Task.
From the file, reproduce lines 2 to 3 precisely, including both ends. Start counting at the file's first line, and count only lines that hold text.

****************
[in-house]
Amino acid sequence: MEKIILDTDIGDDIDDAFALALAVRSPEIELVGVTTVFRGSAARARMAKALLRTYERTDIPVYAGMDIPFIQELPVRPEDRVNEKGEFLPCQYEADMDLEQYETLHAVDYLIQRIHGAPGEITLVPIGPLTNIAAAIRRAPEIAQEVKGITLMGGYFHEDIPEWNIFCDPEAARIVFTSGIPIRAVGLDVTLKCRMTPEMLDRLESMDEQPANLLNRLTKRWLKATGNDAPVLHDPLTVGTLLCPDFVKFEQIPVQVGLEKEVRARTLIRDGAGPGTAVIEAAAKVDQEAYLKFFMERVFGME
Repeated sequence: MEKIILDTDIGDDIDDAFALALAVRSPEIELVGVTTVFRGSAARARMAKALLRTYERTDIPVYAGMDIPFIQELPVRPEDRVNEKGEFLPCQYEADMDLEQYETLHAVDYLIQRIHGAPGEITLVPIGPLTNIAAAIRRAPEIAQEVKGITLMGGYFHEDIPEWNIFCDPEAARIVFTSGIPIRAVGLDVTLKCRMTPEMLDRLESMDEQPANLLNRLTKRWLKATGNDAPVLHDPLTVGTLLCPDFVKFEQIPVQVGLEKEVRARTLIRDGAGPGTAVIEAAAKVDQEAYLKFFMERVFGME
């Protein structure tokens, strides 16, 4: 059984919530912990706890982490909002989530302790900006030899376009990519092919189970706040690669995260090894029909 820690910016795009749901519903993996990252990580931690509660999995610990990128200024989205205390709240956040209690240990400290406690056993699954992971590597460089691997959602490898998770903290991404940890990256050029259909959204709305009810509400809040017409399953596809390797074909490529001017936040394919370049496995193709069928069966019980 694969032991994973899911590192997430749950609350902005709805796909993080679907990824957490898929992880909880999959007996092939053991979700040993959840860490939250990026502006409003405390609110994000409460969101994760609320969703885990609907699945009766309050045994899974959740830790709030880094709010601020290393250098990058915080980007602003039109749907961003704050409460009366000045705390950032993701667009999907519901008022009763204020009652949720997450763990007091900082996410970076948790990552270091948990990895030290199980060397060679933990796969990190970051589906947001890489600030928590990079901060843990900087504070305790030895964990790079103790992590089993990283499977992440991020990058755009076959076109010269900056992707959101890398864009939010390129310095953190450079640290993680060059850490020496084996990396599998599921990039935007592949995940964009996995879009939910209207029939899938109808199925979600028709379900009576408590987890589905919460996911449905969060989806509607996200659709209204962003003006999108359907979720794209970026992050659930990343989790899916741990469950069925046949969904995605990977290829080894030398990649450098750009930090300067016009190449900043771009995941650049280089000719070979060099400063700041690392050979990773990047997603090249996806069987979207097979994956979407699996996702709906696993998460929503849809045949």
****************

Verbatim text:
Amino acid sequence: MEKIILDTDIGDDIDDAFALALAVRSPEIELVGVTTVFRGSAARARMAKALLRTYERTDIPVYAGMDIPFIQELPVRPEDRVNEKGEFLPCQYEADMDLEQYETLHAVDYLIQRIHGAPGEITLVPIGPLTNIAAAIRRAPEIAQEVKGITLMGGYFHEDIPEWNIFCDPEAARIVFTSGIPIRAVGLDVTLKCRMTPEMLDRLESMDEQPANLLNRLTKRWLKATGNDAPVLHDPLTVGTLLCPDFVKFEQIPVQVGLEKEVRARTLIRDGAGPGTAVIEAAAKVDQEAYLKFFMERVFGME
Repeated sequence: MEKIILDTDIGDDIDDAFALALAVRSPEIELVGVTTVFRGSAARARMAKALLRTYERTDIPVYAGMDIPFIQELPVRPEDRVNEKGEFLPCQYEADMDLEQYETLHAVDYLIQRIHGAPGEITLVPIGPLTNIAAAIRRAPEIAQEVKGITLMGGYFHEDIPEWNIFCDPEAARIVFTSGIPIRAVGLDVTLKCRMTPEMLDRLESMDEQPANLLNRLTKRWLKATGNDAPVLHDPLTVGTLLCPDFVKFEQIPVQVGLEKEVRARTLIRDGAGPGTAVIEAAAKVDQEAYLKFFMERVFGME